buck) for the answers.

Working in the same room with the developers also prevents the
typical project siloing -- where you work on the UI, then throw it to
the dev silo without looking back.

. . . . . . . . . . . . . . . . . . . . . . . . . . . . . . . . . .
Posted from the new ixda.org
http://www.ixda.org/discuss?post=26800

13 Mar 2008 - 3:41pm
seele@obso1337.org
2005

On Thursday 13 March 2008 09:24:12 Kevin Doyle wrote:
> Hi Celeste,
>
> Are you familiar with Scrum or Agile project management? When
> developers are working on a project within an Agile/Scrum project,
> they are required to work with everyone working in the same room. Dev
> teams are usually very small in Agile projects -- usually 2-4
> developers, a UI/UX designer, a project manager (or Scrum Master) and
> a representative of the project owners. I've very rarely worked on a
> perfect Agile or Scrum project, but I've always requested that, no
> matter what, I'm always working in the same room or space as the
> developers. It creates a bond with all the developers and if anyone
> has any questions, there's no silly email chain (passing of the
> buck) for the answers.
>
> Working in the same room with the developers also prevents the
> typical project siloing -- where you work on the UI, then throw it to
> the dev silo without looking back.

Hi Kevin,

Yes, I am familiar with Agile but have only heard of Scrum. The Open Source
development cycle is very similar to these with very short development
periods of ongoing fix-release-fixing. The problem is that in Open Source,
contributors (developers, usability specialists, project managers, etc.) are
scattered all over the world, so we don't get the benefit of sitting in a
room and working together. Luckily some of the projects I work with have
commercial organizations who support design and development, and so a few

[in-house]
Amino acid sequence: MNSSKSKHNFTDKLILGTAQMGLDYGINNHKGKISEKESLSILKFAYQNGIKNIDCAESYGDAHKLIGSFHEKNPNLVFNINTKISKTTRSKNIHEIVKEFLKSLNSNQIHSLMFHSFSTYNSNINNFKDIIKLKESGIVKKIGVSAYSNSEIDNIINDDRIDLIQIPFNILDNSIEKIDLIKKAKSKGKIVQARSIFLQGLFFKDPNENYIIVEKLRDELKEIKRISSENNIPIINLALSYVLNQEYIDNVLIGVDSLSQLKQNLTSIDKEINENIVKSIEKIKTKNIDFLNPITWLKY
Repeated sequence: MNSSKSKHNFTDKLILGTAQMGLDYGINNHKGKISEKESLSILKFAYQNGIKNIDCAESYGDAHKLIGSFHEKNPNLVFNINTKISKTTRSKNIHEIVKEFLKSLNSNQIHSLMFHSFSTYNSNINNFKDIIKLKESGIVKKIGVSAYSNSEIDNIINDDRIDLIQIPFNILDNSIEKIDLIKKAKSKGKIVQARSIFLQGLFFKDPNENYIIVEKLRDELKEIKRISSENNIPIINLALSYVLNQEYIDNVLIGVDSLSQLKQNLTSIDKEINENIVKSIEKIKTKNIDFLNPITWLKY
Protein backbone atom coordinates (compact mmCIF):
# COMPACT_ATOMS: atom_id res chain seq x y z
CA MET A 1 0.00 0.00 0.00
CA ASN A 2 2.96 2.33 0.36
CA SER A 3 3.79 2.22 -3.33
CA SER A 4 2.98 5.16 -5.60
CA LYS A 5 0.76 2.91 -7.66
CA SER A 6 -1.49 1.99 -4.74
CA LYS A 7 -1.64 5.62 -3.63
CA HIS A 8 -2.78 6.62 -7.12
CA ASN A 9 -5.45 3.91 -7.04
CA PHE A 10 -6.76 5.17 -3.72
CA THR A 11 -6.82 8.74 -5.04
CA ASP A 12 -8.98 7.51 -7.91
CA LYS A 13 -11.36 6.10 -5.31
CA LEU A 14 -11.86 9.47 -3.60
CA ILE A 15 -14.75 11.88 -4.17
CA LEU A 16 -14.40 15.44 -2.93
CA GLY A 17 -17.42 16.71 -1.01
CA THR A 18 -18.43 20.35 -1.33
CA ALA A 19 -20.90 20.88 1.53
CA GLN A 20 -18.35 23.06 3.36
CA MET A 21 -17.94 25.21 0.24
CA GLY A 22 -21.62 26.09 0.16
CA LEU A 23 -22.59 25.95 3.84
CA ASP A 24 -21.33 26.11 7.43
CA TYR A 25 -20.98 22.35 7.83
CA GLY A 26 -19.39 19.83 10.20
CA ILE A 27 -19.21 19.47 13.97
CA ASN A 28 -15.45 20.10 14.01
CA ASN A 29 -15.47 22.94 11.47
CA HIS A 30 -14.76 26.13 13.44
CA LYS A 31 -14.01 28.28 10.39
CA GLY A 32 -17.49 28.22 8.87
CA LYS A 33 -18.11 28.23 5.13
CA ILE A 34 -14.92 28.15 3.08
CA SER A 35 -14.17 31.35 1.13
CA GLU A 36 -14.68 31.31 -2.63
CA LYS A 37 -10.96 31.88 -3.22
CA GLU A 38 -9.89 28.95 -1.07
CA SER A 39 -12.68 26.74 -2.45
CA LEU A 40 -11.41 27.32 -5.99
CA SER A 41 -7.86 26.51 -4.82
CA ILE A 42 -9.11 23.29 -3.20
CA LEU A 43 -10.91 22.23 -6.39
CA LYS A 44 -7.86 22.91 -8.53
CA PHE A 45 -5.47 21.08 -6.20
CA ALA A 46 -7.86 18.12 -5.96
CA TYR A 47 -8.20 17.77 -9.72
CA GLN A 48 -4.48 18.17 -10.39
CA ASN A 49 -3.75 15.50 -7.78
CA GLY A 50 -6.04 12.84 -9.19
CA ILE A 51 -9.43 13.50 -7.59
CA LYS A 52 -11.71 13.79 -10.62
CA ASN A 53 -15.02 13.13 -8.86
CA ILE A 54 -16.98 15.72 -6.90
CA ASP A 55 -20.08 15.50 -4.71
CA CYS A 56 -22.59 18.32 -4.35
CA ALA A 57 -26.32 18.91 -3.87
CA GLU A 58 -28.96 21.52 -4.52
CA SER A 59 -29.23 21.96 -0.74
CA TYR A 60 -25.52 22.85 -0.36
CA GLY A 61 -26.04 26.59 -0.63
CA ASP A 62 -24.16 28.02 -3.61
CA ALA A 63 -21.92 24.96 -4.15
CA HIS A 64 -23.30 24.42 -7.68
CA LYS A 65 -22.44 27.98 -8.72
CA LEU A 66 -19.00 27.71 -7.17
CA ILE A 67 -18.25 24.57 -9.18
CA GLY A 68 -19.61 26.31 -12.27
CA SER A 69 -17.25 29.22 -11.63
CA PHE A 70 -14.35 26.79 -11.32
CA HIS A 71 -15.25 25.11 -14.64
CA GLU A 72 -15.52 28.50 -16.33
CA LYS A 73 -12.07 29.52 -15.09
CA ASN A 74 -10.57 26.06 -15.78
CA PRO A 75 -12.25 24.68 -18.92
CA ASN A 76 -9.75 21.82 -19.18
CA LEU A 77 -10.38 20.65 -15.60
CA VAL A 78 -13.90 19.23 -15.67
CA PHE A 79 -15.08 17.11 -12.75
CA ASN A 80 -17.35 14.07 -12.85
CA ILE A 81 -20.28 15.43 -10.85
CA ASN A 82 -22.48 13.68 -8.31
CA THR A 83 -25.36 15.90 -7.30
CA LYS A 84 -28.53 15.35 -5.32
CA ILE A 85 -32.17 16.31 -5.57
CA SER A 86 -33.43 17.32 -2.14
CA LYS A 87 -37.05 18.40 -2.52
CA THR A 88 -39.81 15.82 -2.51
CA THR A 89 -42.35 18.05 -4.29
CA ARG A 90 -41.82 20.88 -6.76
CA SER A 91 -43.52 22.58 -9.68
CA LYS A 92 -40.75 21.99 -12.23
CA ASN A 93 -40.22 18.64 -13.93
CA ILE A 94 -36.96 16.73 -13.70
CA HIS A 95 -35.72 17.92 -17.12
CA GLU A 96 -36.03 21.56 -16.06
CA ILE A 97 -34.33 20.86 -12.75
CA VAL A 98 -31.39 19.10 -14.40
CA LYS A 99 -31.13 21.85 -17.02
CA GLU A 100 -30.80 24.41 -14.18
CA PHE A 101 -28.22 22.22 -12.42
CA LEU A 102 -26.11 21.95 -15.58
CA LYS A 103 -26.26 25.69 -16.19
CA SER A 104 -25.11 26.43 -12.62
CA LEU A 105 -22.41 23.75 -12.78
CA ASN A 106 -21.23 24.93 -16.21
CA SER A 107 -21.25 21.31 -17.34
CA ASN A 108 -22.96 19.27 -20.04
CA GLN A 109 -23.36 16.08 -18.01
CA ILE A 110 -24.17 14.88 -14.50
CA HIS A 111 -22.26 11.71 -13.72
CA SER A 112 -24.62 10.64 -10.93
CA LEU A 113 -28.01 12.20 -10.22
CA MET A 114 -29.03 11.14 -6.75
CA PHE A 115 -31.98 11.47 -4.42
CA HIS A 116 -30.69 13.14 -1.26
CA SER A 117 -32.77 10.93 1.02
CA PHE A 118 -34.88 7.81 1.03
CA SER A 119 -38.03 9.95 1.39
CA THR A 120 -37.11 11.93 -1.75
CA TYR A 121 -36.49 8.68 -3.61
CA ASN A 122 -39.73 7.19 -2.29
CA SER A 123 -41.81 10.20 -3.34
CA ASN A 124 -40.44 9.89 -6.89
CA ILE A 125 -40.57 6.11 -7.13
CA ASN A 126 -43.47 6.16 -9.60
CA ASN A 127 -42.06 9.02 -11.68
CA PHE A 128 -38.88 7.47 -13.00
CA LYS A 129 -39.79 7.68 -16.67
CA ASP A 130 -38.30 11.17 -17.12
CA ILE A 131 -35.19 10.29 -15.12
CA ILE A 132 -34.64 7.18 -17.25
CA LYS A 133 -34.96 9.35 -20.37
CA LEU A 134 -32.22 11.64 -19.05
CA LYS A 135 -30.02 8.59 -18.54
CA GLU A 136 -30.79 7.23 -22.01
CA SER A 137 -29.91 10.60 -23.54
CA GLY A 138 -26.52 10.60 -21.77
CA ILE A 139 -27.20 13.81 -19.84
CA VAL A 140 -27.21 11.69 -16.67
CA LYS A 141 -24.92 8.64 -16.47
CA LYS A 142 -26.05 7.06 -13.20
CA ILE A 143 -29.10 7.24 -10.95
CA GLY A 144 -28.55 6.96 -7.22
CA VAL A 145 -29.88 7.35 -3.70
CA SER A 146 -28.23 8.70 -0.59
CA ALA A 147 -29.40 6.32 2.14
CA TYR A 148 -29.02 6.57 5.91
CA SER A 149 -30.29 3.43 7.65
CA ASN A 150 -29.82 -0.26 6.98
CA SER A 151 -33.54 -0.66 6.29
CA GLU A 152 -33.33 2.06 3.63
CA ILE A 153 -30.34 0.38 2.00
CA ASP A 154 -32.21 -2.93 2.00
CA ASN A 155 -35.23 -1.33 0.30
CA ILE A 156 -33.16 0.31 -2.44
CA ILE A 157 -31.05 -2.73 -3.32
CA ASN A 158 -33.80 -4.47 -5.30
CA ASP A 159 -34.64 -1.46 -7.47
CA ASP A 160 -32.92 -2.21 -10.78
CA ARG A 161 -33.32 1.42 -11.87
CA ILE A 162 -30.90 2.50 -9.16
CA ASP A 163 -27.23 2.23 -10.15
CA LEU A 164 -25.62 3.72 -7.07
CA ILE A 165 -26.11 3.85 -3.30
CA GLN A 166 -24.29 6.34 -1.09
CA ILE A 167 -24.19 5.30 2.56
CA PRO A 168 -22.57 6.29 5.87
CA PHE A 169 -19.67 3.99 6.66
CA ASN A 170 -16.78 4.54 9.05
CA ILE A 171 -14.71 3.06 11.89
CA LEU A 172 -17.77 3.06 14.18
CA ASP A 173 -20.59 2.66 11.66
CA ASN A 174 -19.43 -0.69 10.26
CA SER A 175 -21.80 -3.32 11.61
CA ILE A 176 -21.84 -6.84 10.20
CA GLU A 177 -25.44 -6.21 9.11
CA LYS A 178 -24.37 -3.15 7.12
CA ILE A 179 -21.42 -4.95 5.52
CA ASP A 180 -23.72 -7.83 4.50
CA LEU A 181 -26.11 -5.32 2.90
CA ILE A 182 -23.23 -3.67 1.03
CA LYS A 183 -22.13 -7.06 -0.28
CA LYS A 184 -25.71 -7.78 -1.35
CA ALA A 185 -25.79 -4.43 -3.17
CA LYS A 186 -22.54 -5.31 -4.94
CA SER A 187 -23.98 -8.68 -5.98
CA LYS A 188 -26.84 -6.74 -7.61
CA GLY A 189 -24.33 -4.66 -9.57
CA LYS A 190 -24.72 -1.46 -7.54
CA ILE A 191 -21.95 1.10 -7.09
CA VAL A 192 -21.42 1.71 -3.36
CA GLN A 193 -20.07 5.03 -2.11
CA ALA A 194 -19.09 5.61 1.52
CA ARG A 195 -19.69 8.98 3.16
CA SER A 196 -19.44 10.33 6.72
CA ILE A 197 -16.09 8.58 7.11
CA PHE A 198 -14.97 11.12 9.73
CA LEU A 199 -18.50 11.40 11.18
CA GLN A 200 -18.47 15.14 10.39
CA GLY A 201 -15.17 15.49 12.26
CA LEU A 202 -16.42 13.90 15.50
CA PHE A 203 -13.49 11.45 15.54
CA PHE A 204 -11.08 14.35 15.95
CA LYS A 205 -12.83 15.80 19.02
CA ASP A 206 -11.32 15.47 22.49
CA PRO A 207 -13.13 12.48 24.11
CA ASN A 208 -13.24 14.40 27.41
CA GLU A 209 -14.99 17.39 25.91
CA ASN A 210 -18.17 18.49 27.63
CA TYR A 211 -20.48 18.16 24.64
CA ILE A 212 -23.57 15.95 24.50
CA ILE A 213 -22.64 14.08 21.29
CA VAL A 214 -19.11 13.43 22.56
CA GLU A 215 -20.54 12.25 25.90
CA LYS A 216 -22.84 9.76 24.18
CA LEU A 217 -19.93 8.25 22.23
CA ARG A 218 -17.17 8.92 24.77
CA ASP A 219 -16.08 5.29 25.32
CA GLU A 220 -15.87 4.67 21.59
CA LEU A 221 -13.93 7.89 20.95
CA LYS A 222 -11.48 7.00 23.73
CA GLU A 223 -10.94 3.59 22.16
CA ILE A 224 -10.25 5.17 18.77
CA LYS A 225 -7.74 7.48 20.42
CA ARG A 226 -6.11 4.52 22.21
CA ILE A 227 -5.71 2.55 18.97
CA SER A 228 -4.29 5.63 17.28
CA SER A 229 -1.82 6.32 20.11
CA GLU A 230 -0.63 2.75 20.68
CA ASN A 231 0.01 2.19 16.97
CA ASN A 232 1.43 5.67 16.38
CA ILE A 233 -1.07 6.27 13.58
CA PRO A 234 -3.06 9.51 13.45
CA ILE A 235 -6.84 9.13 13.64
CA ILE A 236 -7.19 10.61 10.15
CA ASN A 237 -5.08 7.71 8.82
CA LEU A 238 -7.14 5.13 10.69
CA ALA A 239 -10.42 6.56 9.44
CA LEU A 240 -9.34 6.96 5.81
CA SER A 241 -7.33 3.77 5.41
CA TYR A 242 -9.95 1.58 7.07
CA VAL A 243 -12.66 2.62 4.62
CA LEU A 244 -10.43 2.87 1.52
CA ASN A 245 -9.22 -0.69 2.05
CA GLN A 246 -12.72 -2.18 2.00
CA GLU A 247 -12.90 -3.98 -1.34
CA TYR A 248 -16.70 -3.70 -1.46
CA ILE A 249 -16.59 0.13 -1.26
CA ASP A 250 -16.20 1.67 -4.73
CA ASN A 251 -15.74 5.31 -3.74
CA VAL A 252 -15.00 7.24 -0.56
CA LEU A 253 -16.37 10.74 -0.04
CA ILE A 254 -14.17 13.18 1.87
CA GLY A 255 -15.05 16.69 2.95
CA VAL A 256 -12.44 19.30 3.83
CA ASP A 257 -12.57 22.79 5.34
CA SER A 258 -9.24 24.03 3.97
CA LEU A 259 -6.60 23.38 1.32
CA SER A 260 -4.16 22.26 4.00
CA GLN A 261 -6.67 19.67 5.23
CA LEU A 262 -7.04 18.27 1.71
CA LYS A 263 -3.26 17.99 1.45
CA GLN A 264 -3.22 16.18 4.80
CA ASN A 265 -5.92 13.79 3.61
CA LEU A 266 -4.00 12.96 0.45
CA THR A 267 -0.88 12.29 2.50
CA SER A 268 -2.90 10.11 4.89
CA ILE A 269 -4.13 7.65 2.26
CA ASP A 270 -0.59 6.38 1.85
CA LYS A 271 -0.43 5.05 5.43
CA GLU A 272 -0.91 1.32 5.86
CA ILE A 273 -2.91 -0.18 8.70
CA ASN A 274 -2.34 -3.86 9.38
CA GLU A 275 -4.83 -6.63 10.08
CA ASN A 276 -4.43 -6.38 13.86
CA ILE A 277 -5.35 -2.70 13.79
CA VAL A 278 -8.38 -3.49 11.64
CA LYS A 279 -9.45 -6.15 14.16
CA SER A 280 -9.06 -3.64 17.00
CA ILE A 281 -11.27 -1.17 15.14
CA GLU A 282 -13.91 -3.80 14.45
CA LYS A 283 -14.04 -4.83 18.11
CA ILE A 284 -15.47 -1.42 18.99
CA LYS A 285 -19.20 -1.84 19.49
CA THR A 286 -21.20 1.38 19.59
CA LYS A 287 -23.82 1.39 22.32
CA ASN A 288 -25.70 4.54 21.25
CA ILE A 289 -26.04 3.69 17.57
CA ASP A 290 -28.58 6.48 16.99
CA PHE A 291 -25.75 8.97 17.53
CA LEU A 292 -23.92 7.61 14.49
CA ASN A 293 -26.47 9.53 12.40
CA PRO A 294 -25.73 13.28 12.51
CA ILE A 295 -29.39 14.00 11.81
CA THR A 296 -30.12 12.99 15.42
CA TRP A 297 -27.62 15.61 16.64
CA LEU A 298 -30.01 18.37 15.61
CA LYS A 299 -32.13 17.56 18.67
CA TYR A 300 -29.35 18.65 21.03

times a year we get together and bang out some of the tougher problems.

In the meantime, I have to rely on mailinst lists, blogs, IRC chat, and my
deliverables to get the message across. Most of the deliverables are never
printed so I have to consider that. Most of the time English is a second
language, and even though most of the developers I work with speak excellent
English (I sometimes suspect better than I do), I still have to be careful
about context and semantics. Also, issues must be written up in a way that
make it easy for bugs to be submitted because bug tracking systems are the
primary way many projects manage feature specifications and tasks.

It's interesting you mention creating a bond with developers, because that is
one of the most important things to do when trying to design in open source.
Code is a little different where anyone can compile it and see if it runs,
and a number of contributions are made psuedo-anonymously. However making
changes to a design requires a certain amount of trust to be built between
the designer and the developers. The designer isn't going to write the UI
code, and the developer isn't going to write UI code he doesn't believe in.
The developer isn't going to believe in the UI design unless he believes in
the designer.

~ Celeste

--
Celeste 'seele' Paul
www.obso1337.org